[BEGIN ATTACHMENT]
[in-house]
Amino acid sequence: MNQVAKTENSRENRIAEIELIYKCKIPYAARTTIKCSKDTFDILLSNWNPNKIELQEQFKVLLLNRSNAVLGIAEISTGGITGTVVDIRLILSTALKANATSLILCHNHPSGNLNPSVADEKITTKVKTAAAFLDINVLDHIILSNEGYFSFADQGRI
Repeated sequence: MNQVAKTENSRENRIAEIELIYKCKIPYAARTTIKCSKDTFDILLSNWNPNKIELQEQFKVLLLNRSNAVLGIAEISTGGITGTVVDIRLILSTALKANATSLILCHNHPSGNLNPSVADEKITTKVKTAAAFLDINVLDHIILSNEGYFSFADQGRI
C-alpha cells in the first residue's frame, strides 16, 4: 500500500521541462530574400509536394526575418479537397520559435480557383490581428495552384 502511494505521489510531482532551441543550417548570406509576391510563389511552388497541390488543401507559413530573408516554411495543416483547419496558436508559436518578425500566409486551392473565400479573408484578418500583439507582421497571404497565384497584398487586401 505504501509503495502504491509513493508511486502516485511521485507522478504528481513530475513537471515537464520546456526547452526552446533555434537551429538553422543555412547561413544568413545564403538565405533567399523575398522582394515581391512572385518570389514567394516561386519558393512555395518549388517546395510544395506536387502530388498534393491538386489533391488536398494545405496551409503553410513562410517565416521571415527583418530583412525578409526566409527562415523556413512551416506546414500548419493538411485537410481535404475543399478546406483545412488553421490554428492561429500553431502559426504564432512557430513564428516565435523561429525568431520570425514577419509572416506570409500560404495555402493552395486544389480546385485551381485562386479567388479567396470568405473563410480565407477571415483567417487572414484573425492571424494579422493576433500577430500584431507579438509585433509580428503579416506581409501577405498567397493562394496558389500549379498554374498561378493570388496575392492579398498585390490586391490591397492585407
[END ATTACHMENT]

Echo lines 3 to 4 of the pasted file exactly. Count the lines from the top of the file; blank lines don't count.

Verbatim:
Repeated sequence: MNQVAKTENSRENRIAEIELIYKCKIPYAARTTIKCSKDTFDILLSNWNPNKIELQEQFKVLLLNRSNAVLGIAEISTGGITGTVVDIRLILSTALKANATSLILCHNHPSGNLNPSVADEKITTKVKTAAAFLDINVLDHIILSNEGYFSFADQGRI
C-alpha cells in the first residue's frame, strides 16, 4: 500500500521541462530574400509536394526575418479537397520559435480557383490581428495552384 502511494505521489510531482532551441543550417548570406509576391510563389511552388497541390488543401507559413530573408516554411495543416483547419496558436508559436518578425500566409486551392473565400479573408484578418500583439507582421497571404497565384497584398487586401 505504501509503495502504491509513493508511486502516485511521485507522478504528481513530475513537471515537464520546456526547452526552446533555434537551429538553422543555412547561413544568413545564403538565405533567399523575398522582394515581391512572385518570389514567394516561386519558393512555395518549388517546395510544395506536387502530388498534393491538386489533391488536398494545405496551409503553410513562410517565416521571415527583418530583412525578409526566409527562415523556413512551416506546414500548419493538411485537410481535404475543399478546406483545412488553421490554428492561429500553431502559426504564432512557430513564428516565435523561429525568431520570425514577419509572416506570409500560404495555402493552395486544389480546385485551381485562386479567388479567396470568405473563410480565407477571415483567417487572414484573425492571424494579422493576433500577430500584431507579438509585433509580428503579416506581409501577405498567397493562394496558389500549379498554374498561378493570388496575392492579398498585390490586391490591397492585407